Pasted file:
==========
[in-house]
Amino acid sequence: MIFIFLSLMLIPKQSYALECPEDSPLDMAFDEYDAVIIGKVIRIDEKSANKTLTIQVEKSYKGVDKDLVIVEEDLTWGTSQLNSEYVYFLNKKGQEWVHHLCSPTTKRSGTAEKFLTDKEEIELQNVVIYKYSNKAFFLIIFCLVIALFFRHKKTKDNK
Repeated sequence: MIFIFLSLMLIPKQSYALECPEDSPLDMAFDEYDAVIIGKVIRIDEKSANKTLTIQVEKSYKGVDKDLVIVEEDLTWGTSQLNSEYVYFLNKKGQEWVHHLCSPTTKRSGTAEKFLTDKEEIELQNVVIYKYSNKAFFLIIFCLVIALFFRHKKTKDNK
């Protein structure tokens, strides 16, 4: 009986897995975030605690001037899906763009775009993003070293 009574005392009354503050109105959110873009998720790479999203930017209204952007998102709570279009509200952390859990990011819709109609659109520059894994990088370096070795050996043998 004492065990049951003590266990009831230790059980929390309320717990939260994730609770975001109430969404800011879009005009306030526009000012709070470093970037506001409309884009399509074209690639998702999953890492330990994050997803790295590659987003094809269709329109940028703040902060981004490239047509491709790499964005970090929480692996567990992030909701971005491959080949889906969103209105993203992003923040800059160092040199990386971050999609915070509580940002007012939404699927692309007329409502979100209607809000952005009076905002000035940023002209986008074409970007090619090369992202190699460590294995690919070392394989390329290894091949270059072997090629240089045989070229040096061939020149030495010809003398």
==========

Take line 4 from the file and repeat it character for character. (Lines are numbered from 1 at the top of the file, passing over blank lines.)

């Protein structure tokens, strides 16, 4: 009986897995975030605690001037899906763009775009993003070293 009574005392009354503050109105959110873009998720790479999203930017209204952007998102709570279009509200952390859990990011819709109609659109520059894994990088370096070795050996043998 004492065990049951003590266990009831230790059980929390309320717990939260994730609770975001109430969404800011879009005009306030526009000012709070470093970037506001409309884009399509074209690639998702999953890492330990994050997803790295590659987003094809269709329109940028703040902060981004490239047509491709790499964005970090929480692996567990992030909701971005491959080949889906969103209105993203992003923040800059160092040199990386971050999609915070509580940002007012939404699927692309007329409502979100209607809000952005009076905002000035940023002209986008074409970007090619090369992202190699460590294995690919070392394989390329290894091949270059072997090629240089045989070229040096061939020149030495010809003398």